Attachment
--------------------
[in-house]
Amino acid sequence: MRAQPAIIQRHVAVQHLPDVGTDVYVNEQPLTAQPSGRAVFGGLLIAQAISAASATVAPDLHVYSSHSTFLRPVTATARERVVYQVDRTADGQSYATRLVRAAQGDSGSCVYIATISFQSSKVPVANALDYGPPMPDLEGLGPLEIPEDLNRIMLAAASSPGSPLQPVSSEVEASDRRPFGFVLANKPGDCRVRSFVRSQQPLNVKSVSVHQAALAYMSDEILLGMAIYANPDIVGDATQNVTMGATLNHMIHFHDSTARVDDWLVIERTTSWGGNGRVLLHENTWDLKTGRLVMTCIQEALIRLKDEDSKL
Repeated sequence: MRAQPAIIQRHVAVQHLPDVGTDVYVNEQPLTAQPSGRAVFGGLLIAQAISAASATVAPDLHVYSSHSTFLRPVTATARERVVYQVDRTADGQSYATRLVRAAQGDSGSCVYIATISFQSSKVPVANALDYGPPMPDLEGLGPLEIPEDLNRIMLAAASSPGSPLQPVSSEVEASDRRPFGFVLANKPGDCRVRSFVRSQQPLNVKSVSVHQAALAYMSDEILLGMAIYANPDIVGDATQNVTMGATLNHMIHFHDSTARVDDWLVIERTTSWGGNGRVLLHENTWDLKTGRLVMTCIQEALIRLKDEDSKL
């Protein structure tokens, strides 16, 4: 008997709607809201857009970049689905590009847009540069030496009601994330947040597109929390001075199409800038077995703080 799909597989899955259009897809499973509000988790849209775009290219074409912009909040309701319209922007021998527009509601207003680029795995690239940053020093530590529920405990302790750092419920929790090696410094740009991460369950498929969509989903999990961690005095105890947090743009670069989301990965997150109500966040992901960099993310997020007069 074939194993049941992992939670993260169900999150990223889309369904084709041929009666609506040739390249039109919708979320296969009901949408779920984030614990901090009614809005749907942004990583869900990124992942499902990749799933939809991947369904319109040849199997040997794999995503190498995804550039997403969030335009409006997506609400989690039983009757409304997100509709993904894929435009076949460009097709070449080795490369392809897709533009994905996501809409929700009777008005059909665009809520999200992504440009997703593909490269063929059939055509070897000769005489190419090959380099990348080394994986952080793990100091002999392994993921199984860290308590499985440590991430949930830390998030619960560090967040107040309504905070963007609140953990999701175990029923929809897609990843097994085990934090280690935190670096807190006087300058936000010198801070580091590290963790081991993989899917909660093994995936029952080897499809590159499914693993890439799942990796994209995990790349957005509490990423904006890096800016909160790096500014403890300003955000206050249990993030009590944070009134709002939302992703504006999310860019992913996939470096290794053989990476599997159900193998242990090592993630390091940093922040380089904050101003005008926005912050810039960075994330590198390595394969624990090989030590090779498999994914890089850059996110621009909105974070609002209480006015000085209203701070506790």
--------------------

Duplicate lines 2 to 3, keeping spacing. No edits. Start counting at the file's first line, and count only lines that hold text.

Amino acid sequence: MRAQPAIIQRHVAVQHLPDVGTDVYVNEQPLTAQPSGRAVFGGLLIAQAISAASATVAPDLHVYSSHSTFLRPVTATARERVVYQVDRTADGQSYATRLVRAAQGDSGSCVYIATISFQSSKVPVANALDYGPPMPDLEGLGPLEIPEDLNRIMLAAASSPGSPLQPVSSEVEASDRRPFGFVLANKPGDCRVRSFVRSQQPLNVKSVSVHQAALAYMSDEILLGMAIYANPDIVGDATQNVTMGATLNHMIHFHDSTARVDDWLVIERTTSWGGNGRVLLHENTWDLKTGRLVMTCIQEALIRLKDEDSKL
Repeated sequence: MRAQPAIIQRHVAVQHLPDVGTDVYVNEQPLTAQPSGRAVFGGLLIAQAISAASATVAPDLHVYSSHSTFLRPVTATARERVVYQVDRTADGQSYATRLVRAAQGDSGSCVYIATISFQSSKVPVANALDYGPPMPDLEGLGPLEIPEDLNRIMLAAASSPGSPLQPVSSEVEASDRRPFGFVLANKPGDCRVRSFVRSQQPLNVKSVSVHQAALAYMSDEILLGMAIYANPDIVGDATQNVTMGATLNHMIHFHDSTARVDDWLVIERTTSWGGNGRVLLHENTWDLKTGRLVMTCIQEALIRLKDEDSKL